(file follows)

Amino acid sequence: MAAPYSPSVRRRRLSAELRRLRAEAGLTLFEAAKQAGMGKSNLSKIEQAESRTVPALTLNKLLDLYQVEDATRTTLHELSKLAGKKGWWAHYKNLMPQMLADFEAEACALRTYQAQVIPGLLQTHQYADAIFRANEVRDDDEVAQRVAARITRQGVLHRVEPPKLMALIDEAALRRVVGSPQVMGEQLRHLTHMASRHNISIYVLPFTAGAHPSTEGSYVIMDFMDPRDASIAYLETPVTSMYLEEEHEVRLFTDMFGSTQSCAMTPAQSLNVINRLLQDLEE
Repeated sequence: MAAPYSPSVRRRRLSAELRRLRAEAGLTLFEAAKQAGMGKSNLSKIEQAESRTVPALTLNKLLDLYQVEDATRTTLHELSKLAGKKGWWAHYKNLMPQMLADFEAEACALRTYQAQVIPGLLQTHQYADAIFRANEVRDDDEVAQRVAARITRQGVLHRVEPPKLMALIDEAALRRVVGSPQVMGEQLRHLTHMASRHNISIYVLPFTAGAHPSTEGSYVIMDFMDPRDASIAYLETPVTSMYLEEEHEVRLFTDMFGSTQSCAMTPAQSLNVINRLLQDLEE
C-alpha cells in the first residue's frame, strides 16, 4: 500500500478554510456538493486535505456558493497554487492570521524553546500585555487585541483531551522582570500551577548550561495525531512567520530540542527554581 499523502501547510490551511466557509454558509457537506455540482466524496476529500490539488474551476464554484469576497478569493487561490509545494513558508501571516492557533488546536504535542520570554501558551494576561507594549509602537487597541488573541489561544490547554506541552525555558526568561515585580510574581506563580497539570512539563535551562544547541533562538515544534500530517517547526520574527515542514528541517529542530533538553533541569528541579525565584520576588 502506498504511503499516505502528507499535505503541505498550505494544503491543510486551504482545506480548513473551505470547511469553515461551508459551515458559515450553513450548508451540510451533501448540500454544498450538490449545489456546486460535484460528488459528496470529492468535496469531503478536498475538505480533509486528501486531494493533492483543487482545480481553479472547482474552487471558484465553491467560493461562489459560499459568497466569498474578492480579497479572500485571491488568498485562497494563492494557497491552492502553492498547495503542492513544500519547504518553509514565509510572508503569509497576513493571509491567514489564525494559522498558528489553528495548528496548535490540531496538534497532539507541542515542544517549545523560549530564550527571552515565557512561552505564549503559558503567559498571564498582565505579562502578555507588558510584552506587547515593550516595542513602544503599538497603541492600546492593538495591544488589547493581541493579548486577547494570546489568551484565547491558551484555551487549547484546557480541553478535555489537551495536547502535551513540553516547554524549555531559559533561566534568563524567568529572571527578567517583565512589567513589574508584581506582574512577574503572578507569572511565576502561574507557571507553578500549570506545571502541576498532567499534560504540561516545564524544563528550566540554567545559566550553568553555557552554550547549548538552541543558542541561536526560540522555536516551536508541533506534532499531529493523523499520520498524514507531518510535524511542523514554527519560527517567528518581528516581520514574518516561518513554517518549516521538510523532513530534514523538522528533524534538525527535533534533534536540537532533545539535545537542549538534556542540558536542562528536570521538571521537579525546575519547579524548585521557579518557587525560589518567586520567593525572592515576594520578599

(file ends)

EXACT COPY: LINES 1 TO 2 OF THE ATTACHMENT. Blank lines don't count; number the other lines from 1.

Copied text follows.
Amino acid sequence: MAAPYSPSVRRRRLSAELRRLRAEAGLTLFEAAKQAGMGKSNLSKIEQAESRTVPALTLNKLLDLYQVEDATRTTLHELSKLAGKKGWWAHYKNLMPQMLADFEAEACALRTYQAQVIPGLLQTHQYADAIFRANEVRDDDEVAQRVAARITRQGVLHRVEPPKLMALIDEAALRRVVGSPQVMGEQLRHLTHMASRHNISIYVLPFTAGAHPSTEGSYVIMDFMDPRDASIAYLETPVTSMYLEEEHEVRLFTDMFGSTQSCAMTPAQSLNVINRLLQDLEE
Repeated sequence: MAAPYSPSVRRRRLSAELRRLRAEAGLTLFEAAKQAGMGKSNLSKIEQAESRTVPALTLNKLLDLYQVEDATRTTLHELSKLAGKKGWWAHYKNLMPQMLADFEAEACALRTYQAQVIPGLLQTHQYADAIFRANEVRDDDEVAQRVAARITRQGVLHRVEPPKLMALIDEAALRRVVGSPQVMGEQLRHLTHMASRHNISIYVLPFTAGAHPSTEGSYVIMDFMDPRDASIAYLETPVTSMYLEEEHEVRLFTDMFGSTQSCAMTPAQSLNVINRLLQDLEE